Biology is designed for multi-semester biology courses for science majors. It is grounded on an evolutionary basis and includes exciting features that highlight careers in the biological sciences and everyday applications of the concepts at hand. To meet the needs of today’s instructors and students, some content has been strategically condensed while maintaining the overall scope and coverage of traditional texts for this course. Instructors can customize the book, adapting it to the approach that works best in their classroom. Biology also includes an innovative art program that incorporates critical thinking and clicker questions to help students understand—and apply—key concepts.
By the end of this section, you will be able to:Describe the basis of the resting membrane potentialExplain the stages of an action potential and how action potentials are propagatedExplain the similarities and differences between chemical and electrical synapsesDescribe long-term potentiation and long-term depression
This resource is a video abstract of a research paper created by Research Square on behalf of its authors. It provides a synopsis that's easy to understand, and can be used to introduce the topics it covers to students, researchers, and the general public. The video's transcript is also provided in full, with a portion provided below for preview:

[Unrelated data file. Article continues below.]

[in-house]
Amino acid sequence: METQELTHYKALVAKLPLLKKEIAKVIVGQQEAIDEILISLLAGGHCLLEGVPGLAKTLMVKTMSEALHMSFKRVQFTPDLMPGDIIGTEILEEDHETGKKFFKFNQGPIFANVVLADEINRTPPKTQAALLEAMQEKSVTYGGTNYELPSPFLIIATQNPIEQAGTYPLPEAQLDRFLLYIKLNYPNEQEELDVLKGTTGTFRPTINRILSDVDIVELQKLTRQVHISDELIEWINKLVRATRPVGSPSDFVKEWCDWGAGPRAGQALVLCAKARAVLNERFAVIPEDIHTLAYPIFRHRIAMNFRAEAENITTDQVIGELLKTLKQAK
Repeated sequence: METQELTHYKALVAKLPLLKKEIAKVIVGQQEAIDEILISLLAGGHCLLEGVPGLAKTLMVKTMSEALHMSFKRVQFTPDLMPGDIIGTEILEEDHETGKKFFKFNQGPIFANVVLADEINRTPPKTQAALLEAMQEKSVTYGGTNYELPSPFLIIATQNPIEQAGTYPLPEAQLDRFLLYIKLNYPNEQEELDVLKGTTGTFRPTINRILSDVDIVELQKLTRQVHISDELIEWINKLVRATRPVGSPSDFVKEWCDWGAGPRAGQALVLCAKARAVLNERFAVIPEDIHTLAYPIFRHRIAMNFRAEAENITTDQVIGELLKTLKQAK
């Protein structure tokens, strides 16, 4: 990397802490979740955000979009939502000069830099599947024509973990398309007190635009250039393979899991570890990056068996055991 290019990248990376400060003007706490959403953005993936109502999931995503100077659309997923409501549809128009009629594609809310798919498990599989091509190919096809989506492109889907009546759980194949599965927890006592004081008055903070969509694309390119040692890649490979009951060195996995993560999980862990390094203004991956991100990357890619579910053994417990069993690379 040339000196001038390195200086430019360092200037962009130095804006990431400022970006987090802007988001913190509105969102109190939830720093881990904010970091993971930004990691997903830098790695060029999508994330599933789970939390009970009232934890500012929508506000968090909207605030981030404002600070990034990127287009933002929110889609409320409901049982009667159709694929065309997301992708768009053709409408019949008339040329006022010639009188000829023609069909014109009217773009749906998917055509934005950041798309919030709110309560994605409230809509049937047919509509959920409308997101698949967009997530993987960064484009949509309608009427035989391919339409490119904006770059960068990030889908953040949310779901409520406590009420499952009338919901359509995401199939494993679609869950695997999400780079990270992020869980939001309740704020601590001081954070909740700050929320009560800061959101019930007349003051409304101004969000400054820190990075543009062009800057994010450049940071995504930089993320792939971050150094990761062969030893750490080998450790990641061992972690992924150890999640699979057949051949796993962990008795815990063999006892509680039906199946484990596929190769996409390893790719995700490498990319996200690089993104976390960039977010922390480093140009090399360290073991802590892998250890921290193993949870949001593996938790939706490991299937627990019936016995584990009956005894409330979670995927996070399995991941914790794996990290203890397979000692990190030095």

"This tiny brain structure is known as the claustrum. For more than a hundred years, scientists have speculated about what exactly the claustrum does. But only recently has state-of-the-art biological technology allowed researchers to probe its anatomy and connections to the rest of the brain. Francis Crick—of DNA fame—and neuroscientist Christof Koch hypothesized the claustrum to be the seat of consciousness, a conductor of sorts, orchestrating the activity of neurons in charge of higher brain functions from deep within. Now, new research from the RIKEN Center for Brain Science in Japan appears to confirm that hypothesis. Only, instead of arousing neurons to action, the claustrum lulls them to sleep. The claustrum is both an appropriate and unfortunate name for this important part of the brain’s anatomy. Latin for “hidden or shut away,” the claustrum has long defied close examination due to its thin, irregular shape and placement deep within the brain..."
The rest of the transcript, along with a link to the research itself, is available on the resource itself.